Our latest Spanish apartment with a colourful tiled floor is this renovated residence in Toledo by local studio Romero Vallejo Arquitectos (+ slideshow).
During the refurbishment of the second floor apartment in the Spanish city, Romero Vallejo Arquitectos covered the floor in patterned ceramics to remind the couple living in the apartment of their childhood homes.
"The concept of the floor is rooted in our clients' family memories," architect Sara Romero told Dezeen.
New green and pink tiles were designed in reference to the historic colours and patterns of Spanish ceramics, with the help of local craftsmen.
"The tiles were produced in close collaboration with local artisans, who we usually work with in designing new products based on traditional elements," said Romero. "For this project, we carried out colour research based on a traditional tile design."
A border of green tiles separates each block of patterned designs and links each space together.
All other surfaces including built-in cupboards, cabinets and full-height doors are white, apart from kitchen units picked out in a bright pink colour from the tiles.
As the clients have no children, the original layout has been opened up by reducing the number of bedrooms.
One of the two bathrooms has a translucent glass wall that creates a silhouette of whoever is in the shower.
We recently created a new Pinterest board full of apartment interiors, which features a loft conversion in north London with a combined staircase and bookshelf plus a Japanese home with a sunken circular living room.
Other projects from Toledo in our archive include the refurbishment of a museum dedicated to Renaissance artist El Greco and four new concrete apartment blocks that already look abandoned.
Photography is by Juan Carlos Quindós.
Romero Vallejo Arquitectos sent us the following text:
Internal renovation of an apartment in the neighbourhood of Santa Teresa, Toledo, Spain
Located on the second floor of a block of flats in a residential area of Toledo, the apartment has six small rooms comprising of a living room, kitchen and four bedrooms, which are all connected via a dark and narrow corridor.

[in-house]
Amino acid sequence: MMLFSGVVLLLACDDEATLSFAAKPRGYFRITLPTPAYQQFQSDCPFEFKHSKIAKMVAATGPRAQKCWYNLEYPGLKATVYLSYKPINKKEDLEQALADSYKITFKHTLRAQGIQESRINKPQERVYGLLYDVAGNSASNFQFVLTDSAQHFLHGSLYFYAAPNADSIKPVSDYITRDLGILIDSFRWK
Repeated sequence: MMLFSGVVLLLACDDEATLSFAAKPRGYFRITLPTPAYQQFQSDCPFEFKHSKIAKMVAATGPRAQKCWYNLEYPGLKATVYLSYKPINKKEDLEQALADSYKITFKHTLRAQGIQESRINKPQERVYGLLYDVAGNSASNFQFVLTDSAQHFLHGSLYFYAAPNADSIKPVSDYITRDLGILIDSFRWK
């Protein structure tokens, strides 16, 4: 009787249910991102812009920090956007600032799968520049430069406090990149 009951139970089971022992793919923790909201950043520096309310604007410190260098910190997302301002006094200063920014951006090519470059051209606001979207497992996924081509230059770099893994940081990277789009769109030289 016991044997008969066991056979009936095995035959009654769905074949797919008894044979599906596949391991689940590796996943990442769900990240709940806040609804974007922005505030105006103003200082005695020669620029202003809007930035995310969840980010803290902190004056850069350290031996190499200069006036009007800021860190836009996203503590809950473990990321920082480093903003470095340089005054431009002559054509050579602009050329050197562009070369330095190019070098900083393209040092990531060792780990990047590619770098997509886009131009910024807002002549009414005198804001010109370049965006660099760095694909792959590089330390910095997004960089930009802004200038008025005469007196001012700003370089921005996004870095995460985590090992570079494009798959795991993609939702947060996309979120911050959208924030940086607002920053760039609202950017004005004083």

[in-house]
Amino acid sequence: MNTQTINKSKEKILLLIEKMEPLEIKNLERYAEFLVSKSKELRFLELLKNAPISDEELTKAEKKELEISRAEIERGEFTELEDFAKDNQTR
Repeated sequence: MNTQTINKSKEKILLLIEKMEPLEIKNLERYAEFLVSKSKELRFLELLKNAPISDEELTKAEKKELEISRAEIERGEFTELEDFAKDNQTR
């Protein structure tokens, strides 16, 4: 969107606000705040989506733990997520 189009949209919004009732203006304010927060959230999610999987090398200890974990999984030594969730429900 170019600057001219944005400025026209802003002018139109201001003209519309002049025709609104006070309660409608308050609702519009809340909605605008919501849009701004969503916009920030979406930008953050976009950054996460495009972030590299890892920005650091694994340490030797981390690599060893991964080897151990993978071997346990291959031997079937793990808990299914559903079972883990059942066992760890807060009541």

Our clients, a couple with no children, require more spacious, comfortable and lighter living areas, without completely changing the original layout of the apartment.
Our proposal is, therefore, to reduce the number of bedrooms and reorganise the rooms in order to make better use of the existing sources of light and ventilation, which will also improve accessibility and energy efficiency.
The main challenge is how to combine the traditional layout with a modern and functional design and how to provide continuity between the various rooms, whilst also allowing them a suitable degree of independence. In order to achieve these objectives, all woodwork will be made to measure: floor-to-ceiling doors disguised within the furniture, wardrobes, chest-of-drawers, bookcases, shelving, kitchen units, etc.
A coloured carpet, contrasting with the pale coloured walls and ceilings, covers the entire floor of the home, reinforcing the continuity between the various spaces. Whilst the size, type and colour of the decorative floor tiles correspond to the scale and identity of each room. As such, the layout works as both a sequence of individual units as well as a singular, continuous space.
The use of traditional material for joining, such as hydraulic cement tiles, is closely linked to the owners' family memories. This type of flooring is produced locally by hand, allowing us to qualify the pigmentation of the decorative motifs according to needs.
Sign up for a daily roundup
of all our stories